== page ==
By Mickey Bellman

Crunch. Step. Skitter. Crunch. In the silent Idaho atmosphere, each step made me cringe. The rocks covering the mountainside ranged from crunchy gravel to crunchy boulders. It was nigh impossible to stalk mule deer without making a sound, and the sound carried far across the canyons at the 8500-foot level.

Six days of stalking had not brought me within rifle-range of a buck. The few trophy muleys I saw were all over ¼-mile away. My 7 Mag could reach out that far but the distance exceeded my marksmanship. And so, I stalked the crunchy mountainsides.

Our camp in Lonesome CreekThe weather was cooperating. Once inside our sleeping bags in the tent, the 20-degree night temperatures didn’t bother us a bit. The pre-dawn transition from warm sleeping bag to frozen boots was stimulating and the mid day temperatures were tolerable. No rain, no snow, high overcast with sunbreaks—good weather for November wilderness.

We had hiked four miles from a back country airstrip to a campsite on Lonesome Creek. We had just a week to find four big mule deer before our air taxi would return. My hunting partners had already connected with two 4-points and a gnarly, old 5-point, but I was still buckless after six days.

I had flicked off one shot at a buck two days before while hiking though a snag patch. Without a good rest, it resulted in a clean miss and now I was down to my last few hours of hunting.

A herd of seven does was teasing me as they meandered along a ridge over 500 yards away. Perhaps there was an amorous buck following them, so I began the long stalk. When I finally crested the ridge, I was disappointed to discover the does had disappeared. Only steep slopes, rocks, snags, ridges and gullies were to be seen. Just as I turned downhill, however, there was movement in a shallow draw.

Two does trotted across the slope while a 4X4 buck trailed behind. He was obviously infatuated with the does. I squatted down to a semi-shooting position while the buck paused to stare at me. When he grew tired of my antics, he started to trot through the snag patch. There was just one clearing ahead and I settled the crosshairs of my 2X7 Redfield on the spot.

My rifle shot was still echoing across the canyon as the buck began tumbling down the slope. Fifty feet later he came to a stop and there was not another twitch. My 175-grain slug had hit him below the left antler. The bullet had smashed the skull so there would be no trophy mount this year. All I needed to do was get the 250-pound buck to camp—2000 feet of vertical and 5,000 feet of horizontal. At least the ground sloped in the right direction.

With the buck in tow, I started down the grassy slope. All was slipping along pretty good until I reached the rocky draw below. I was forced into the narrow chute and the real drag work began. Rocks of every size and shape carpeted the ground, and every rock wanted to hold the buck on the mountain. The footing was treacherous and loose rocks congratulated my shins while I struggled to drag the buck down slope to the trail far below.

And then a stroke of genius occurred. I would fire off a three-shot volley to summon my companions from camp! I aimed at a far-off rock, pulled the trigger three times and then resumed dragging my buck. Help would soon arrive.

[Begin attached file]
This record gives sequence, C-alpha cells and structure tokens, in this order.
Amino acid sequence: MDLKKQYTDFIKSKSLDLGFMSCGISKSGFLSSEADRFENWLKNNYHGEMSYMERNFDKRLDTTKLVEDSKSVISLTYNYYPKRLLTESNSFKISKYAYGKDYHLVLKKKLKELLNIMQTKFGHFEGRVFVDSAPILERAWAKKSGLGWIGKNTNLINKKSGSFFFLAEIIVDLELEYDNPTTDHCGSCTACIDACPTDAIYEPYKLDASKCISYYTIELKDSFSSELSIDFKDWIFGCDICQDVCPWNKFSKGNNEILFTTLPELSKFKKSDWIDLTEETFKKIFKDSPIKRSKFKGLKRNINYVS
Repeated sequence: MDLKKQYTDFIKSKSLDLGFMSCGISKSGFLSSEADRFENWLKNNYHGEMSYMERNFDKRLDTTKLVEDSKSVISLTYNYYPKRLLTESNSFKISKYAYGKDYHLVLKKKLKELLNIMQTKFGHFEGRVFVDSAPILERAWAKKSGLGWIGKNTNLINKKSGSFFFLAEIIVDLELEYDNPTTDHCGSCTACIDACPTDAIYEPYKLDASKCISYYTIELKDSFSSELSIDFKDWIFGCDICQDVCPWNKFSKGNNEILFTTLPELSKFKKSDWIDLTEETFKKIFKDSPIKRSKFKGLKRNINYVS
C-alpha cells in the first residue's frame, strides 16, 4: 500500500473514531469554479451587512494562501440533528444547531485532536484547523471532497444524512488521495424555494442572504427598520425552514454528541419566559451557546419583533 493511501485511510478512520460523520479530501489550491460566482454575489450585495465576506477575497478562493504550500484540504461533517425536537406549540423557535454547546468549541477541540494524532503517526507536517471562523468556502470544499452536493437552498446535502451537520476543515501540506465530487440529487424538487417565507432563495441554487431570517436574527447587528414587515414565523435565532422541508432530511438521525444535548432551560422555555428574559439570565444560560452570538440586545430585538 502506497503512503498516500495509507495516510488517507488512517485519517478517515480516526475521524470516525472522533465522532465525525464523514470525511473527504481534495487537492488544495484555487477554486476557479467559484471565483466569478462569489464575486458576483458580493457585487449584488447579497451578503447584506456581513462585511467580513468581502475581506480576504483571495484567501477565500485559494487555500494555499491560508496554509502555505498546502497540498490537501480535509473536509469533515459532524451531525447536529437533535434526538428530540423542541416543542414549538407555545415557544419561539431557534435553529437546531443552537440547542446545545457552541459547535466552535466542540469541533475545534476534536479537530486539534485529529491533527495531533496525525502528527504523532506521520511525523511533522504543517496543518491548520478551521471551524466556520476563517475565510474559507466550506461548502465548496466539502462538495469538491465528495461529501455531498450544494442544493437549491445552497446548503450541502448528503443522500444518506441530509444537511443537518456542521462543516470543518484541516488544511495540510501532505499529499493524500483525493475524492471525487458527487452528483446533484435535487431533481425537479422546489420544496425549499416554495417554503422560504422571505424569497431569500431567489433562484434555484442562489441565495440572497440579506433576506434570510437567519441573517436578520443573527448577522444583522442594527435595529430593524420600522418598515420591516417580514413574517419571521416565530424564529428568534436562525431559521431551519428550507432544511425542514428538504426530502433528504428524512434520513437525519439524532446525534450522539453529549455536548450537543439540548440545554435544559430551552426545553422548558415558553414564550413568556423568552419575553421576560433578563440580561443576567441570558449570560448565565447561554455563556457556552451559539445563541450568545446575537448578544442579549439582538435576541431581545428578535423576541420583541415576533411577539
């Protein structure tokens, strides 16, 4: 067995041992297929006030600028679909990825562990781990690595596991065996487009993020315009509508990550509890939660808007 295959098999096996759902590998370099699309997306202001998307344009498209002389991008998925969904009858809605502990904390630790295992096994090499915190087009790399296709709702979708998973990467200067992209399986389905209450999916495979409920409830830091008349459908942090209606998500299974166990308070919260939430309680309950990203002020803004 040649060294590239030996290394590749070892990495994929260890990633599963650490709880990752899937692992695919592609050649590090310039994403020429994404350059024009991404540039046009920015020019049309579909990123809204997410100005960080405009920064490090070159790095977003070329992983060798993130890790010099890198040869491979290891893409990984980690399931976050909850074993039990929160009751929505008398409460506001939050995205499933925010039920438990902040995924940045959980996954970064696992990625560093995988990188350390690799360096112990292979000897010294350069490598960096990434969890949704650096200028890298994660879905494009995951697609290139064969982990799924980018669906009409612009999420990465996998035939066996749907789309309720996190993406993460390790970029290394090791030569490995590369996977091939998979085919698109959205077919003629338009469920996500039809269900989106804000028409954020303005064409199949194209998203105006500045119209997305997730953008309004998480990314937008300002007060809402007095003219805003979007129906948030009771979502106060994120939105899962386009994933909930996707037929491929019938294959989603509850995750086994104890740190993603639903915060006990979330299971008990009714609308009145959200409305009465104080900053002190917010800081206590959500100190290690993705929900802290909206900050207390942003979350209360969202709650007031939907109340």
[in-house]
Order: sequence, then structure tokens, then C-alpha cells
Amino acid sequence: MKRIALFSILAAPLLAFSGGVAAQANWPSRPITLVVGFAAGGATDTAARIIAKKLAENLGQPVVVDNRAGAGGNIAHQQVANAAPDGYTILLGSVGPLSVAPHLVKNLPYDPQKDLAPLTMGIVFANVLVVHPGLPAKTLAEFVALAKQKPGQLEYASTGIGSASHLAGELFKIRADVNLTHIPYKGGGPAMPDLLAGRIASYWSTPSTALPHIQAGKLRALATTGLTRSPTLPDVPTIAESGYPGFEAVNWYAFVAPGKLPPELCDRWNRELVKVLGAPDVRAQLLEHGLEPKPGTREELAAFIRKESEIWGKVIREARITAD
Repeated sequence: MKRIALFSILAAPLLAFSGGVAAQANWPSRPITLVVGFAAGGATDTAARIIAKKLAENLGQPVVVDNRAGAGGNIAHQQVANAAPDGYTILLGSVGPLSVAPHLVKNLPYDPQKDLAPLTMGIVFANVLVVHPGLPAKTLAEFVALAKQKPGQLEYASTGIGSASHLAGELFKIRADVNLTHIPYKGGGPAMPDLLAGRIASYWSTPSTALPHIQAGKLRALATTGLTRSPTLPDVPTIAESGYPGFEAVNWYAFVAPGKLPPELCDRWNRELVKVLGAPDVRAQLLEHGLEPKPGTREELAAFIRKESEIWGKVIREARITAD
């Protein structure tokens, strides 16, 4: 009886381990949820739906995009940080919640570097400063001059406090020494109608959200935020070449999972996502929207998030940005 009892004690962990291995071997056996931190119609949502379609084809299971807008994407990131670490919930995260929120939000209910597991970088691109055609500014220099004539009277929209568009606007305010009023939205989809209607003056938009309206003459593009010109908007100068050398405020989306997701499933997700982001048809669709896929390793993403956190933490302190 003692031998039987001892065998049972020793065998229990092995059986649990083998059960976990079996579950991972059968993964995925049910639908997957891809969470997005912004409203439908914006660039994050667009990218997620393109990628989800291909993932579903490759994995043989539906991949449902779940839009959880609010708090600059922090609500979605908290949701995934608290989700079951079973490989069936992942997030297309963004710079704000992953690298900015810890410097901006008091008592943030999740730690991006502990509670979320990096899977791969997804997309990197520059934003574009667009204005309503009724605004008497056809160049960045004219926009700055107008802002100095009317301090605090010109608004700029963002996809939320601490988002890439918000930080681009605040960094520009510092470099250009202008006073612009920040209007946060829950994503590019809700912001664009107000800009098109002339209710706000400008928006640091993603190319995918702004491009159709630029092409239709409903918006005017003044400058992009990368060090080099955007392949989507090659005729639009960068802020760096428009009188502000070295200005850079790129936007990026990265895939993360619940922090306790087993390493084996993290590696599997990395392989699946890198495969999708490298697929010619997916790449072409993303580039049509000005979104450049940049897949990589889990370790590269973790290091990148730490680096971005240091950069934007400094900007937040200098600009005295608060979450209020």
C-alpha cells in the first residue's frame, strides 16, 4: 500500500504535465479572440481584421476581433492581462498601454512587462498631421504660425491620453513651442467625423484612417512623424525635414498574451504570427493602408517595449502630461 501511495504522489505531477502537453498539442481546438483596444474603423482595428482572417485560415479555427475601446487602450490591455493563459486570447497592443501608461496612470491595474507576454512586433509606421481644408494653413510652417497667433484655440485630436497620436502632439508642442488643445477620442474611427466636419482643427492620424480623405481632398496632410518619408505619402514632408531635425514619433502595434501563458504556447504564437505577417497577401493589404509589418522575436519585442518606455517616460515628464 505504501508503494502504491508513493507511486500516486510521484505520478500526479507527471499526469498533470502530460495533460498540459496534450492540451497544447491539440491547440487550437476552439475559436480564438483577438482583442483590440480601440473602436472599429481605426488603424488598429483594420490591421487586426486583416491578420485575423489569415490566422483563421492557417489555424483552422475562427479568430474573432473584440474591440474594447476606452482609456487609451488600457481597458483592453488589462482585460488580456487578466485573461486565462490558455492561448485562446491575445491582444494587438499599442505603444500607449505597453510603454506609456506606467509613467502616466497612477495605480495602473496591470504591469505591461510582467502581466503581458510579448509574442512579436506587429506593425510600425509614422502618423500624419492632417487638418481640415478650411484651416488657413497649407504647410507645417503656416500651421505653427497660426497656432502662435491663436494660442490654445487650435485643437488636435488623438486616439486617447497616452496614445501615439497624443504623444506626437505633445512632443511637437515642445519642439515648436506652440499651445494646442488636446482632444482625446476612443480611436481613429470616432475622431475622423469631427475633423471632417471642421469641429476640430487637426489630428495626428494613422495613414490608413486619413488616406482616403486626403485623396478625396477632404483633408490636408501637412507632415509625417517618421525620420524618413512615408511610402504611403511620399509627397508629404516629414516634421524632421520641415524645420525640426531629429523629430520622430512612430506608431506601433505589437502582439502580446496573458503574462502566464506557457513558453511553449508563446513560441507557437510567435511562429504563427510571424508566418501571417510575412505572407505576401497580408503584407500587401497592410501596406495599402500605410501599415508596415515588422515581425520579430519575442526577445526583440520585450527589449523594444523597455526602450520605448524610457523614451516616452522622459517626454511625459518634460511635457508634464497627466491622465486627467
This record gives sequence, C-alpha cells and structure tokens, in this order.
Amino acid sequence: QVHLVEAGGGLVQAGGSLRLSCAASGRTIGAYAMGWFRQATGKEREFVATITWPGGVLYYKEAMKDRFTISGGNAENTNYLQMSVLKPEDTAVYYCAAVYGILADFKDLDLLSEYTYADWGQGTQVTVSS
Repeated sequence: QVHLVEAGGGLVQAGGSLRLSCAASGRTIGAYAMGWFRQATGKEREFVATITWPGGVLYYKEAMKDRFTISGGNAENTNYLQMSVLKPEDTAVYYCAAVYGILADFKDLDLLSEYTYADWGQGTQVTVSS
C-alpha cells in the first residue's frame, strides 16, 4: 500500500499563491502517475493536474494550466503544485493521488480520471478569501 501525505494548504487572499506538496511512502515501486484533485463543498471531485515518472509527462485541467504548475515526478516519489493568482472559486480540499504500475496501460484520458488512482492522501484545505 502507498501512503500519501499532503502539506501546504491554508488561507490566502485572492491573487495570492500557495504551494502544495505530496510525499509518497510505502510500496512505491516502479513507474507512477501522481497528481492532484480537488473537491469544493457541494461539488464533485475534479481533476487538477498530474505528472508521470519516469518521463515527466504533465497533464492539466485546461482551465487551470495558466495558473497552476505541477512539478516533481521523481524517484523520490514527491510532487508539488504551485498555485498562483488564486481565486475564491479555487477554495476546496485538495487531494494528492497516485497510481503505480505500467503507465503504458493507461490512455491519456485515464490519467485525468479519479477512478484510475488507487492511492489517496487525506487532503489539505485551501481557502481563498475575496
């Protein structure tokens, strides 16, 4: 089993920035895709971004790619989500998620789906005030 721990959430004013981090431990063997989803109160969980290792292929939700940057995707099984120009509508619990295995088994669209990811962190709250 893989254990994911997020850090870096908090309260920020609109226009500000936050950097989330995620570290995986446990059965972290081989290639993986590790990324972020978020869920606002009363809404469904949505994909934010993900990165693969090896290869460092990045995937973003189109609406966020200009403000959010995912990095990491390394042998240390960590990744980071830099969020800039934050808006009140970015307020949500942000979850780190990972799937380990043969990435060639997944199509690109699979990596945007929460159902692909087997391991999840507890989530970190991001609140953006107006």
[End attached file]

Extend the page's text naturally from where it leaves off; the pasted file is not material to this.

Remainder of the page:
Another hour of sweating, grunting and dragging brought me closer to the trail, but my partners had not yet appeared. Ah, they must be close and I fired another volley to alert them.

The next hour also passed with no help, but the trail was in sight down the slope. I fired another round to let them know I had reached the trail just a half mile below camp. So far, there had been only the three of us—me, myself and I—dragging the buck down the mountainside.

At the trail I began peeling the hide from the deer, quartering, bagging and hanging the meat. It was a task my buddies had always supervised and helped with, but this time there was just me, myself and I. Still, no one appeared on the trail.

It was mid-afternoon when I shouldered the horns and set off for camp. I knew I would soon meet my friends coming to help. Instead, I stumbled into a deserted camp; they had packed camp gear out to the airstrip. I hastily scribbled a note of my whereabouts, gulped down some water and headed back to my buck.

A second time I returned to camp, this time with two quarters of meat, but the camp was still deserted. OK, one more time down the trail. My gel-like legs were protesting with every step. My shoulders ached and my hands had cramped up, but I had to get my buck to camp before nightfall.

Jason with three mule deer racksDone! With that I collapsed on a bench near the campfire. It had been six hours since my crosshairs had centered on the buck far up on the mountain. While I recuperated sitting near the fire, dusk descended on the ridges and my three partners returned from the airstrip. They smiled broadly when they realized I had bagged, tagged and packed the deer to camp. There would be no need for them to climb the mountain and help retrieve my trophy.

Bob finally asked the question that was on everyone’s mind: so what was all that shooting about if you killed the buck with the first shot? They had heard my 3-shot volleys and assumed I was chasing a buck clear back to Boise. When I told them those were my come-help-me signal shots, they roared with laughter. That thought had never occurred to anyone!

Sitting on the bench in the warmth of the campfire, I had to chuckle, too. Me, myself and I had brought my muley buck into camp—just how much more help did I really need?